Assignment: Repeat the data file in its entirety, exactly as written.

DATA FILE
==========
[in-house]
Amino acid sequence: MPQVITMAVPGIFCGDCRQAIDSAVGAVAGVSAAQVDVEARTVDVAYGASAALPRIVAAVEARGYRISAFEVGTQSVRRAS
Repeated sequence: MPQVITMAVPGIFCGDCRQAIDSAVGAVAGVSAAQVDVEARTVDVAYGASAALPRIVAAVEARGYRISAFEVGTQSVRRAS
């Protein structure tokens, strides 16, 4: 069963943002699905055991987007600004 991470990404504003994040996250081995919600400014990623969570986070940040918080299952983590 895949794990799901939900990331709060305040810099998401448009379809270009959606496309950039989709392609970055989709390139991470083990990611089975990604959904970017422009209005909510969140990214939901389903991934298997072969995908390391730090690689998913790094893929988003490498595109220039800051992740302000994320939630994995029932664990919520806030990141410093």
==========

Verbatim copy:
[in-house]
Amino acid sequence: MPQVITMAVPGIFCGDCRQAIDSAVGAVAGVSAAQVDVEARTVDVAYGASAALPRIVAAVEARGYRISAFEVGTQSVRRAS
Repeated sequence: MPQVITMAVPGIFCGDCRQAIDSAVGAVAGVSAAQVDVEARTVDVAYGASAALPRIVAAVEARGYRISAFEVGTQSVRRAS
């Protein structure tokens, strides 16, 4: 069963943002699905055991987007600004 991470990404504003994040996250081995919600400014990623969570986070940040918080299952983590 895949794990799901939900990331709060305040810099998401448009379809270009959606496309950039989709392609970055989709390139991470083990990611089975990604959904970017422009209005909510969140990214939901389903991934298997072969995908390391730090690689998913790094893929988003490498595109220039800051992740302000994320939630994995029932664990919520806030990141410093």